Is it a good idea to be bullish on SAIC, Inc. (NYSE:SAI)?
If you were to ask many market players, hedge funds are perceived as bloated, outdated financial vehicles of an era lost to time. Although there are over 8,000 hedge funds with their doors open today, this site looks at the aristocrats of this group, about 525 funds. Analysts calculate that this group has its hands on the lion’s share of the hedge fund industry’s total assets, and by paying attention to their highest performing picks, we’ve unearthed a number of investment strategies that have historically beaten the S&P 500. Our small-cap hedge fund strategy beat the S&P 500 index by 18 percentage points per annum for a decade in our back tests, and since we’ve started sharing our picks with our subscribers at the end of August 2012, we have topped the S&P 500 index by 33 percentage points in 11 months (find a sample of our picks).
Just as crucial, optimistic insider trading sentiment is a second way to look at the stock market universe. Just as you’d expect, there are a variety of motivations for an executive to cut shares of his or her company, but just one, very simple reason why they would initiate a purchase. Various empirical studies have demonstrated the useful potential of this method if “monkeys” understand where to look (learn more here).
Furthermore, let’s discuss the newest info surrounding SAIC, Inc. (NYSE:SAI).
What does the smart money think about SAIC, Inc. (NYSE:SAI)?
Heading into Q3, a total of 22 of the hedge funds we track were long in this stock, a change of 38% from one quarter earlier. With the smart money’s capital changing hands, there exists a few key hedge fund managers who were increasing their holdings significantly.
Out of the hedge funds we follow, David Cohen and Harold Levy’s Iridian Asset Management had the largest position in SAIC, Inc. (NYSE:SAI), worth close to $163.4 million, comprising 2.1% of its total 13F portfolio. Coming in second is First Eagle Investment Management, managed by Matt McLennan, which held a $25.1 million position; the fund has 0.1% of its 13F portfolio invested in the stock. Remaining hedge funds that hold long positions include Jim Simons’s Renaissance Technologies, Gregg J. Powers’s Private Capital Management and Mark Travis’s Intrepid Capital Management.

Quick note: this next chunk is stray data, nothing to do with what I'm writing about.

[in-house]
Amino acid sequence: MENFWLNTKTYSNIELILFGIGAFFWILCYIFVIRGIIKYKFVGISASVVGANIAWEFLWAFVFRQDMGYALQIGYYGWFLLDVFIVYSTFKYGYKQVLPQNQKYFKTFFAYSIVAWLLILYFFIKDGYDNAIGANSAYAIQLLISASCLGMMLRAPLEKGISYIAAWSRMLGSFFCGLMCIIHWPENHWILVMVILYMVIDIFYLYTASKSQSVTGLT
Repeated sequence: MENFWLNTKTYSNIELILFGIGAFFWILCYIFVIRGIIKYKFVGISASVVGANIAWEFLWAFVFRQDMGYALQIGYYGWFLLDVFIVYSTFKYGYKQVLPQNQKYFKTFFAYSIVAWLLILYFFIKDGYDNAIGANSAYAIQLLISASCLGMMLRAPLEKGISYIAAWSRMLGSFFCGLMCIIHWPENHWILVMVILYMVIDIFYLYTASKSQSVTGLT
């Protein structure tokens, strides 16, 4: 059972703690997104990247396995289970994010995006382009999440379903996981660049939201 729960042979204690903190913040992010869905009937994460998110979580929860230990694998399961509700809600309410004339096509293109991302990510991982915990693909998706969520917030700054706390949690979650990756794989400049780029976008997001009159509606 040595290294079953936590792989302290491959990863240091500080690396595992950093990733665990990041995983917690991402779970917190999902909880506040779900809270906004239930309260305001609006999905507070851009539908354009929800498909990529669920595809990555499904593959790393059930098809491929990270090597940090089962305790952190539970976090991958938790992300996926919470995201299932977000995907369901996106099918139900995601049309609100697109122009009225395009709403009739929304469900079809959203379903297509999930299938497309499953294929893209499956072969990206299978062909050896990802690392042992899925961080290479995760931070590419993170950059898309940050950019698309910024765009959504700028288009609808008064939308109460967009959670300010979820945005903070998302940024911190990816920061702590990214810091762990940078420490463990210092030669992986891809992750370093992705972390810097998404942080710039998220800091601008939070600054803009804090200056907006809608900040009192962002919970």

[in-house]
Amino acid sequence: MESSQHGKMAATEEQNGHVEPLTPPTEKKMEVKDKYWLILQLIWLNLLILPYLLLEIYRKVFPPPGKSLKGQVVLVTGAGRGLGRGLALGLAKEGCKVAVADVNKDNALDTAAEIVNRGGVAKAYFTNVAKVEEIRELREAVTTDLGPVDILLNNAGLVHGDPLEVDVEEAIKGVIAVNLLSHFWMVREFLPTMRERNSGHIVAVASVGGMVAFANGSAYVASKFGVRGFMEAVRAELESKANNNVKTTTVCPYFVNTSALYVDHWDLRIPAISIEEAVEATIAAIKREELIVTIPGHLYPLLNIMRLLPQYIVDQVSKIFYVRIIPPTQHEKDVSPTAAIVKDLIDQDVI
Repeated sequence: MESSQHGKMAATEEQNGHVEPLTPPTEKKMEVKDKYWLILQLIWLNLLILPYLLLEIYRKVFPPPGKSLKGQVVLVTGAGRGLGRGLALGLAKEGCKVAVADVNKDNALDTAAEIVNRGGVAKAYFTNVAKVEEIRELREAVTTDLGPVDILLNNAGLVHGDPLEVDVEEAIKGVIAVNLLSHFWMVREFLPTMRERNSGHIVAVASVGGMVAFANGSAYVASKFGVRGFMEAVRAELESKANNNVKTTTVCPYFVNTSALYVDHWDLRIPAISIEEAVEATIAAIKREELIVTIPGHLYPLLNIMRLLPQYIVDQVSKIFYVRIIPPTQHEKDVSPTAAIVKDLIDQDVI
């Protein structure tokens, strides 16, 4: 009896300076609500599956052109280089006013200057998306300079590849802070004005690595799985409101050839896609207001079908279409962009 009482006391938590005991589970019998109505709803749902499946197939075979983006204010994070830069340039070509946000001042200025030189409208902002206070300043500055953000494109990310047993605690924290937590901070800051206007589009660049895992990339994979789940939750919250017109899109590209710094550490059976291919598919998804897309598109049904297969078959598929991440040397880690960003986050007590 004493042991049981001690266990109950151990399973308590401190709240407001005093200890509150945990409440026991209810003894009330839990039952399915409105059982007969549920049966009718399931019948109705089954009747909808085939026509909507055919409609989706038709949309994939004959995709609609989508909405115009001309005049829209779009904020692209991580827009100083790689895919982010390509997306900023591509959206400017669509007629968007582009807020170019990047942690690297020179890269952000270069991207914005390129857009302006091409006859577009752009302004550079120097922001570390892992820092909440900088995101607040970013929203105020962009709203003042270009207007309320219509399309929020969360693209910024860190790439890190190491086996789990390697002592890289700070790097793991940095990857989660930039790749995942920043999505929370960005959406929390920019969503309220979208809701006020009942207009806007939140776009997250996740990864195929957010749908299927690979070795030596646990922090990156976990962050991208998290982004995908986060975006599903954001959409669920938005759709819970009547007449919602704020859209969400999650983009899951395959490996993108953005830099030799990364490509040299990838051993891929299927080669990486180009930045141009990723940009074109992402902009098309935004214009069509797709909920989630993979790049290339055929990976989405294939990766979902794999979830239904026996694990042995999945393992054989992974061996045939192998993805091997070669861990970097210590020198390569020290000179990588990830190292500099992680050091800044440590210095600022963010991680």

With a general bullishness amongst the titans, particular hedge funds have jumped into SAIC, Inc. (NYSE:SAI) headfirst. Iridian Asset Management, managed by David Cohen and Harold Levy, assembled the largest position in SAIC, Inc. (NYSE:SAI). Iridian Asset Management had 163.4 million invested in the company at the end of the quarter. Matt McLennan’s First Eagle Investment Management also made a $25.1 million investment in the stock during the quarter. The following funds were also among the new SAI investors: Jim Simons’s Renaissance Technologies, Gregg J. Powers’s Private Capital Management, and Mark Travis’s Intrepid Capital Management.
What do corporate executives and insiders think about SAIC, Inc. (NYSE:SAI)?
Legal insider trading, particularly when it’s bullish, is at its handiest when the company in focus has seen transactions within the past six months. Over the latest six-month time period, SAIC, Inc. (NYSE:SAI) has seen zero unique insiders buying, and zero insider sales (see the details of insider trades here).
We’ll check out the relationship between both of these indicators in other stocks similar to SAIC, Inc. (NYSE:SAI). These stocks are Jacobs Engineering Group Inc (NYSE:JEC), The Shaw Group Inc. (NYSE:SHAW), AECOM Technology Corp (NYSE:ACM), URS Corp (NYSE:URS), and KBR, Inc. (NYSE:KBR). This group of stocks are in the technical services industry and their market caps resemble SAI’s market cap.
|Company Name||# of Hedge Funds||# of Insiders Buying||# of Insiders Selling|
|Jacobs Engineering Group Inc (NYSE:JEC)||17||0||0|
|The Shaw Group Inc. (NYSE:SHAW)||0||0|
|AECOM Technology Corp (NYSE:ACM)||19||0||0|
|URS Corp (NYSE:URS)||23||0||0|
|KBR, Inc. (NYSE:KBR)||28||0||0|
Using the results demonstrated by the previously mentioned strategies, regular investors should always keep one eye on hedge fund and insider trading sentiment, and SAIC, Inc. (NYSE:SAI) applies perfectly to this mantra.